NEW YORK (
) -- Short sales activity declined sharply in the first quarter, a sign that banks may be re-evaluating their strategy for resolving troubled mortgages amid rising home prices.
According to the latest
Foreclosure & Short Sales report
from RealtyTrac, non-foreclosure short sales fell 10% from the fourth quarter of 2012 and were down 35% from a year earlier.
This marks a shift from a trend of increasing short sales over the past two years.
In a typical short sale, a bank allows an underwater borrower behind on his mortgage loan payments to sell his home for less than the amount owed and generally forgives the remaining balance on the mortgage.
The short sale process has been touted as a better alternative to foreclosure, which has proved to be a time-consuming, costly and onerous process for banks.
Also see: Texas Home Prices Hit New Highs, LPS Says >>
Borrowers have also preferred short sales over foreclosures as it allows them time to adjust to their new circumstances and find alternative accommodations. Short sales are also thought to be less damaging to borrower credit scores, although the borrowers will likely have to wait before applying for a new mortgage.
For the more than 10 million homeowners who still owe more than their homes are worth, several million of whom are at high risk of default, short sales may still make sense.
Still, the increase in home prices is likely changing the equation for borrowers and banks. "Rising home prices in many markets are stunting the continued growth of short sales by reducing incentive for both underwater homeowners and lenders," according to RealtyTrac Vice President Daren Blomquist. "Underwater homeowners may be willing to stick it out a few more months or even years in the hope that they will be able to walk away with money at the closing table and without a hit to their credit rating, and for lenders a failed short sale may no longer translate into bigger losses down the road given that average prices of bank-owned homes are rising -- at a faster pace than non-distressed home prices in many markets."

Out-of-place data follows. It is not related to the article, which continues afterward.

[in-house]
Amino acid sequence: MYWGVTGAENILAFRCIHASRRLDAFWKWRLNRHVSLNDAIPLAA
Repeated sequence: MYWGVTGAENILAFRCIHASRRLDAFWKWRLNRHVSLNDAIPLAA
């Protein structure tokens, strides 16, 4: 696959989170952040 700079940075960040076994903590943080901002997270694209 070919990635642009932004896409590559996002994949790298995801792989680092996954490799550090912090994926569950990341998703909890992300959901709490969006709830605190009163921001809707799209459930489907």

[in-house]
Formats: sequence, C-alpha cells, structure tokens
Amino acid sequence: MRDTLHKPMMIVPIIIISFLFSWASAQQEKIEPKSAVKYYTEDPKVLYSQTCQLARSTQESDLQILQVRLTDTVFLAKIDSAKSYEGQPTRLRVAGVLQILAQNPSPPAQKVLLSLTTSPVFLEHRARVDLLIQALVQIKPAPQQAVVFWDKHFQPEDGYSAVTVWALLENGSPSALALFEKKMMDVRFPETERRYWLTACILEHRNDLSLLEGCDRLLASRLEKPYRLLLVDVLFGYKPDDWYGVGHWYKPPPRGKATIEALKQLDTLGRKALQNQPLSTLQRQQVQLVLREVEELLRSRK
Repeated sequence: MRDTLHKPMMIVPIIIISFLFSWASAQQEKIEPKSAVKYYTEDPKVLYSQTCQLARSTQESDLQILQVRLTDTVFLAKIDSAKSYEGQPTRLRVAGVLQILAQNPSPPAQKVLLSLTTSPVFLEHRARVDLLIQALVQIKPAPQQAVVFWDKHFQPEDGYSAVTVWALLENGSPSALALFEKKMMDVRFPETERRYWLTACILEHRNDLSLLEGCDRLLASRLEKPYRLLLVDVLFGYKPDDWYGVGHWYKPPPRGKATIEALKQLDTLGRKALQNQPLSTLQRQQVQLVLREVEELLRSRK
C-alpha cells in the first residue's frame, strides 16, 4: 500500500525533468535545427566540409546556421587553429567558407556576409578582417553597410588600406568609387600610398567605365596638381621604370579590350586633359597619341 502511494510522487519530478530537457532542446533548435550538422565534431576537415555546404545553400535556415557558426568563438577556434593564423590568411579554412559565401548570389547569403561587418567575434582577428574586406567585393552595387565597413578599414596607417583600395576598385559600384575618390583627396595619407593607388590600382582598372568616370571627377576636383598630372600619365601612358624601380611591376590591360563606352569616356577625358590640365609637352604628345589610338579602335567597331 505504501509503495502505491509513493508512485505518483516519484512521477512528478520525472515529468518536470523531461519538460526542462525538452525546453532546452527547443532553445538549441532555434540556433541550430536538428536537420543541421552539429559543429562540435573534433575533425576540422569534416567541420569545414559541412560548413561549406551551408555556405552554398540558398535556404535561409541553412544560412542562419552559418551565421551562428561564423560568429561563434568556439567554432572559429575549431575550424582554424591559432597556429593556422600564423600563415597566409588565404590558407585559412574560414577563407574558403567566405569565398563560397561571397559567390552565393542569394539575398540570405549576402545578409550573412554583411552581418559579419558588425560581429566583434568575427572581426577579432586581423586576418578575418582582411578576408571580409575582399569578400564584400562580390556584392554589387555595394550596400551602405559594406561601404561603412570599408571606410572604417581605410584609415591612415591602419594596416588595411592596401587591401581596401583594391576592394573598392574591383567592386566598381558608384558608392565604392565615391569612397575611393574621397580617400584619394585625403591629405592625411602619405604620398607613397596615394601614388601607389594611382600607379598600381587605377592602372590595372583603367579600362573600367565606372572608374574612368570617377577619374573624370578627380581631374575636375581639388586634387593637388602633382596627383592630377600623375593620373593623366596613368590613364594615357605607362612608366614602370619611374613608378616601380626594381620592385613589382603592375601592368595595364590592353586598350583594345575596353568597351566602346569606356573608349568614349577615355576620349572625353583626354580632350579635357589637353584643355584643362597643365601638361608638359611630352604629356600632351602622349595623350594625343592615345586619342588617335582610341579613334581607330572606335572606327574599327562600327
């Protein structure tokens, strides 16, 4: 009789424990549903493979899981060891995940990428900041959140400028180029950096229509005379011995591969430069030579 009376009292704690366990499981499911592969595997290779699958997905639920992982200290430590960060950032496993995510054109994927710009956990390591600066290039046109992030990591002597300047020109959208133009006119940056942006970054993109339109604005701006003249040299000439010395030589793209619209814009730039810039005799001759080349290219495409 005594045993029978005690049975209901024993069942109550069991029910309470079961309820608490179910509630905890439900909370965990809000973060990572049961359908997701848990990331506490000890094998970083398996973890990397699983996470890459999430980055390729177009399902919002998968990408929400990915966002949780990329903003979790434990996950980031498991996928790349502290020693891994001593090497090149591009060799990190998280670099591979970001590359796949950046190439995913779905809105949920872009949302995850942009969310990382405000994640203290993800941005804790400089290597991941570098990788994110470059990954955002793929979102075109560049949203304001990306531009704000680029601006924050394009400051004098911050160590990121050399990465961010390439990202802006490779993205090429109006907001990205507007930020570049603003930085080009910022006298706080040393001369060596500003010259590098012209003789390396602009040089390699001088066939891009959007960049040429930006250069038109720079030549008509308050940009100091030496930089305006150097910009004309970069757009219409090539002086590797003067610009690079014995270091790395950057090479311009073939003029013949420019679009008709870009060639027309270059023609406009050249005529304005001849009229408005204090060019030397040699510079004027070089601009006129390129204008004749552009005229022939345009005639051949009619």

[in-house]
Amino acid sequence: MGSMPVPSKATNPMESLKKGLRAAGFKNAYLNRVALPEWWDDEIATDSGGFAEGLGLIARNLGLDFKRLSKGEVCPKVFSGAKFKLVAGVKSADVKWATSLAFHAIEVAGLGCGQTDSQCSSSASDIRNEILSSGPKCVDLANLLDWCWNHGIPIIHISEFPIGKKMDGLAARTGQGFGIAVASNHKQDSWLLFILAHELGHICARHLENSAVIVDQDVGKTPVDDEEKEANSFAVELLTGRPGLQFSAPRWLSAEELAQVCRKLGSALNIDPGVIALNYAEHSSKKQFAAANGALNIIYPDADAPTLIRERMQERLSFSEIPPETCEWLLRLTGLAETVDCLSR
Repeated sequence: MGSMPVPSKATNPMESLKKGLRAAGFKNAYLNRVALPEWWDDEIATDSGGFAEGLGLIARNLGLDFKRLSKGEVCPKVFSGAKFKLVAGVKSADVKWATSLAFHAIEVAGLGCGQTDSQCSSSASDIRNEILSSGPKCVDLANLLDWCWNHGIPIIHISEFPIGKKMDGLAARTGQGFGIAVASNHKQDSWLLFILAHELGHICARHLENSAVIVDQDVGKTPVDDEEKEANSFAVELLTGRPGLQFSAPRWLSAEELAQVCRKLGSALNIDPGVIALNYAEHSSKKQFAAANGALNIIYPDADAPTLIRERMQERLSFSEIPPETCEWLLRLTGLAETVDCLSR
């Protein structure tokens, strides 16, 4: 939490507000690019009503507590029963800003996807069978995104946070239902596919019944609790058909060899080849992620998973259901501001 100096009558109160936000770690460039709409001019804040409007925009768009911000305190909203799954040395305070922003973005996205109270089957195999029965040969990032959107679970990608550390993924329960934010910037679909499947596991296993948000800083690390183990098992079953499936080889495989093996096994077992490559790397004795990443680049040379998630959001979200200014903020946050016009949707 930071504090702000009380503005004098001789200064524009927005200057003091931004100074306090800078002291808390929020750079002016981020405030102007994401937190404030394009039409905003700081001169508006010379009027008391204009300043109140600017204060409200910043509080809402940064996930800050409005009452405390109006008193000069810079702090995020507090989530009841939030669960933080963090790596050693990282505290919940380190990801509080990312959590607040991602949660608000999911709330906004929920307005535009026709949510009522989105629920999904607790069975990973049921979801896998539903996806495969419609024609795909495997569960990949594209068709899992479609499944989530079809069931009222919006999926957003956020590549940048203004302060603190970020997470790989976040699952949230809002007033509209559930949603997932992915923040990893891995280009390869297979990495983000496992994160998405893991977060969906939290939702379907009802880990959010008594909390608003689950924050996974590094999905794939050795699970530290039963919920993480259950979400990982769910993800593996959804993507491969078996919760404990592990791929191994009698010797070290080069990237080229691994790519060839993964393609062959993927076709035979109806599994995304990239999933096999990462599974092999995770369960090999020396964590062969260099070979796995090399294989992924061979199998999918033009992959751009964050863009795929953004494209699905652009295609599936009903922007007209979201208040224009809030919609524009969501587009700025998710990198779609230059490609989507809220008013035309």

Another factor may also be at play. Big banks including
Bank of America
have been ramping up short sales in order to fulfill their obligations under the $25 billion national mortgage settlement struck with federal regulators last year.
The settlement requires banks to offer various forms of mortgage relief including principal reductions, short sales, deeds in lieu of foreclosure and refinancing.
According to the latest report from the settlement oversight monitor, 175,187 borrowers had either a short sale or a deed in lieu of foreclosure completed over the past year, with banks forgiving the unpaid principal. The total amount of relief from short sales totaled more than $20 billion. In total, consumers have received some form of mortgage relief under the settlement to the tune of $50 billion.
Banks do not get full credit for every dollar of short sales they complete under the settlement. But given that the settlement calls for about $25 billion in relief in total, banks may have reason to believe they have fulfilled a good chunk of their obligations. They may lack the incentive to do as many short sales this year, according to Blomquist, which could explain the sudden decline in the first quarter.
Meanwhile, foreclosure activity is also on the decline. There were 190,121 bank sales of repossessed properties or properties in some stage of foreclosure during the quarter, down 18% from fourth quarter and 22% from the first quarter of 2012.
Foreclosures have been declining on the back of increasing use of short sales, lower defaults and the fact that banks are still adjusting to newly enacted servicing laws in various states.
Still, the default rate remains elevated, with the percentage of mortgages more than 30 days past due but not in foreclosure at 6.21% according to LPS.
That suggests foreclosures and short sales will likely remain elevated. The high re-default rate on loan modifications and the prolonged foreclosure process also suggest that short sales will remain the most likely alternative for banks.
-- Written by Shanthi Bharatwaj in New York.
Disclosure: TheStreet's editorial policy prohibits staff editors and reporters from holding positions in any individual stocks.